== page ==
Good morning, I purchased a home last month and have been in the process of updating/renovating. My first night in the home was Saturday night. I went to take a shower, turned the water on and got in. I went to adjust the showerhead and felt a slight "shock" I thought I was going crazy, so I of course being the genius I am grabbed the shower head and yep, sure enough it had an electrical current going thru it. After going thru the process of elimination I found the circuit that was causing the issue, however its a circuit feeding the other end of the home.

What could cause this? Its a single story home, the plumbing should be coming from ground up and the wiring should be going up thru the attic to feed the house. The bathroom is probably about 5 feet from the breaker box (thru a wall) both bathrooms and the laundry room are clustered in one area and the breaker box is in the laundry room.

I had someone suggest its a grounding issue. I'm thinking its more of an exposed wire issue. The current didn't feel like it was 110 (I've taken that hit a few times) it was slightly more intense than a static shock. I left the breaker off overnight as I didn't need it to be on (its the breaker that feeds the den lights and receps). I turned it on midday on Sunday and went back and checked and there was no current at that time. I even went thru the motions of taking my shoes and socks off and turning the water on to try and duplicate the original circumstances.

As far as wiring goes, I haven't messed with anything in the house other than change out a couple receps and eliminate some piggy backed track lights in the kitchen.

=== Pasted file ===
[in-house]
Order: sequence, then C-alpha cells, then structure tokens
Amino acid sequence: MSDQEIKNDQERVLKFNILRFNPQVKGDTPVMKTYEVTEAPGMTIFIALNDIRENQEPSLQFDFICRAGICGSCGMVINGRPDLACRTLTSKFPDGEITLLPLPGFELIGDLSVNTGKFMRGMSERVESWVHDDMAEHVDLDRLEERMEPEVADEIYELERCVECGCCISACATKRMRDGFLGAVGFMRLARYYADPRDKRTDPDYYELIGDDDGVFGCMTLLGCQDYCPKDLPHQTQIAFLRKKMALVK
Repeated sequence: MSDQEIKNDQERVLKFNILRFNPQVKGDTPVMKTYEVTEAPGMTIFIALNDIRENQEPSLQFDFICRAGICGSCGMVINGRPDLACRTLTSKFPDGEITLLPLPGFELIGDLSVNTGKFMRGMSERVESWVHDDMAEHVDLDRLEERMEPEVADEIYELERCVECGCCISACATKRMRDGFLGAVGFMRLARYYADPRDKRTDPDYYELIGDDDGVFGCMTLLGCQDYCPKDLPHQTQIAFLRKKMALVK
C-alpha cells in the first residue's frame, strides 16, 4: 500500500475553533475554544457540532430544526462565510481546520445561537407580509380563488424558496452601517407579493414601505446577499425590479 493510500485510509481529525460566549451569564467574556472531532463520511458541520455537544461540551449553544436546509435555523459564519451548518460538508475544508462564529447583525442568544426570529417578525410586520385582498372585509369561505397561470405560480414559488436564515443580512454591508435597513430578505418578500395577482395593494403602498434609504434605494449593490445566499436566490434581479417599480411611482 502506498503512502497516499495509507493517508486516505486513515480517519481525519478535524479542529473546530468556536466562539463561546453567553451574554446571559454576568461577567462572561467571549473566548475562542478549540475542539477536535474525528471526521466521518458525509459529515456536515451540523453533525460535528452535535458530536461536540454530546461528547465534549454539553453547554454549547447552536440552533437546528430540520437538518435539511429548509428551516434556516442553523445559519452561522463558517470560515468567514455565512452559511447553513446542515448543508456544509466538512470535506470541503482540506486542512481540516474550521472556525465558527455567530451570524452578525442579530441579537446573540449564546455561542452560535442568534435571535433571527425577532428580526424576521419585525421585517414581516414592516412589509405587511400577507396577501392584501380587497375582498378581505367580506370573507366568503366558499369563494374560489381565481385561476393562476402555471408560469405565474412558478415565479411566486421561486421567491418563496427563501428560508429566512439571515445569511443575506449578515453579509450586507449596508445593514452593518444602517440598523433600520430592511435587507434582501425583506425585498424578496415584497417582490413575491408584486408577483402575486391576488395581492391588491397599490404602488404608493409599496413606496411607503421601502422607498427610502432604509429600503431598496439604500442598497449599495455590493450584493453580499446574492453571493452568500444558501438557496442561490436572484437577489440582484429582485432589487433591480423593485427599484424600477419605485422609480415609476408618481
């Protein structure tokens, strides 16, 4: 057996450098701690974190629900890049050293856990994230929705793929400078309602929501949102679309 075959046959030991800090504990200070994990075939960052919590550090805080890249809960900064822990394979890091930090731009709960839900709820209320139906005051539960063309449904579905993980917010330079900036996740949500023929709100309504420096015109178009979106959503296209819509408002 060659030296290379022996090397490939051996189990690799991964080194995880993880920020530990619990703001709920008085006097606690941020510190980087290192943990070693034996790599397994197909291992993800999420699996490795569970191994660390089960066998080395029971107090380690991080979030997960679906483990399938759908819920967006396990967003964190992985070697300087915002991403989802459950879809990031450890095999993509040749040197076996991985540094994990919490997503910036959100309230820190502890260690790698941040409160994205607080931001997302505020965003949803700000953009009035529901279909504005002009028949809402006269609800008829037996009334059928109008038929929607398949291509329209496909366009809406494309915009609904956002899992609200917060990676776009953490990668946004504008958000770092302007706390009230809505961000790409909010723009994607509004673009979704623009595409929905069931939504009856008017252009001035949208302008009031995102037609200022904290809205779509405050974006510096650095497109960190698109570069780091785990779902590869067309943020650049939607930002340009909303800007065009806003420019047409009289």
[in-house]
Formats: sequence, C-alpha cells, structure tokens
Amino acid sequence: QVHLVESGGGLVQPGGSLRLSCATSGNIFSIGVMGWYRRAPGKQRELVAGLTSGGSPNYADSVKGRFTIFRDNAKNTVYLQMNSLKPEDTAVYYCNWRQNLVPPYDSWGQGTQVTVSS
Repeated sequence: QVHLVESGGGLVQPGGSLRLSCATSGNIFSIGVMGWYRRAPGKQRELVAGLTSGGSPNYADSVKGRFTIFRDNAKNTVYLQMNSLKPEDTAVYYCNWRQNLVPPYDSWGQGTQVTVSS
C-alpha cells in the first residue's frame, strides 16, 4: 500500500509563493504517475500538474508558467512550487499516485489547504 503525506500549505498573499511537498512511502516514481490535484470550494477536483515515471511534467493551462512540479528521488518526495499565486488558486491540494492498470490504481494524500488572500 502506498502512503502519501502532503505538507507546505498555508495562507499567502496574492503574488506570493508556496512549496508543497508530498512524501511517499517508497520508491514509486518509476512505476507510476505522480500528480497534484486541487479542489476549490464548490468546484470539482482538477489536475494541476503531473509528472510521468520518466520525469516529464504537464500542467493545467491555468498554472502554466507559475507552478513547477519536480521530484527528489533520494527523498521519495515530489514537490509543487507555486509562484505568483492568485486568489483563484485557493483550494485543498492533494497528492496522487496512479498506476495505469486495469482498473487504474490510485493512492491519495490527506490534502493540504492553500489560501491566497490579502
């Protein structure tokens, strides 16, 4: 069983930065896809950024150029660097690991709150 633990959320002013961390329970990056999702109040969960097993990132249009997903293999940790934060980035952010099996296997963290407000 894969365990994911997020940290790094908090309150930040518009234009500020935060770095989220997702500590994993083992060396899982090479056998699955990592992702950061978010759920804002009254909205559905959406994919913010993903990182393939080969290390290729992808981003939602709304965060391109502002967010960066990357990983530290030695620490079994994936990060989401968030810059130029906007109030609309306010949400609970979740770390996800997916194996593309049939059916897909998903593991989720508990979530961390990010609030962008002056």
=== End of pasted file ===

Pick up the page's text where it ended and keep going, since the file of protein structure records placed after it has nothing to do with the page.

• Is there any nonmetallic plumbing in the home? Is the plumbing grounded near where it enters the building? Is there a bonding jumper between the hot and cold plumbing at the water heater? Are you handy/comfortable enough to open up the receptacles and lights on the offending circuit, and have a look at the wiring (with the power off of course)? Where there any different things plugged in/turned on between the time you felt the shock, and the time you did not?
    – Tester101
    Feb 27, 2017 at 14:24
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    Is this shower head a hot water generator type? It sounds like the plumbing is not bonded to the system grounding electrode and may be picking up some induced currents if not a powered model.
    – Ed Beal
    Feb 27, 2017 at 14:25
  • Its not the electric heating showerhead deal. Just a play old fashioned type. Feb 27, 2017 at 15:14
  • The reason I reason I turned the breaker back on is the cable/internet was being setup and installed in the den and needed power to those boxes to make sure they worked. So there are things now plugged in on that circuit. Saturday evening when it happened, there was nothing plugged in/turned on- on that circuit but there was on Sunday when I checked it. After thinking that thru it seems it would be more of a grounding issue? I will check the plumbing out when I get home to see if its PVC or metal. The house was built in 86 so I guess it could be a toss up? Feb 27, 2017 at 15:22
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    You need to trace all the circuits controlled with that breaker until you find the one that's either improperly grounded, has neutral tied to ground, or some other disaster. Fix the problem at the source rather than attempting a kludge with the plumbing system. Feb 27, 2017 at 17:08

1 Answer 1


This is how some of our troops got killed overseas. Simply taking a shower delivered lethal doses of electricity.

The problem is grounding. It is certainly possible that the ground in the breaker box has become separated from a real earth ground.

So first, the breaker box ground needs to be fixed at the very least.
Even if it requires driving in a new ground rod and new wiring. Then make sure all ground connections are tight.

Highly recommend a qualified electrician to look at this one.


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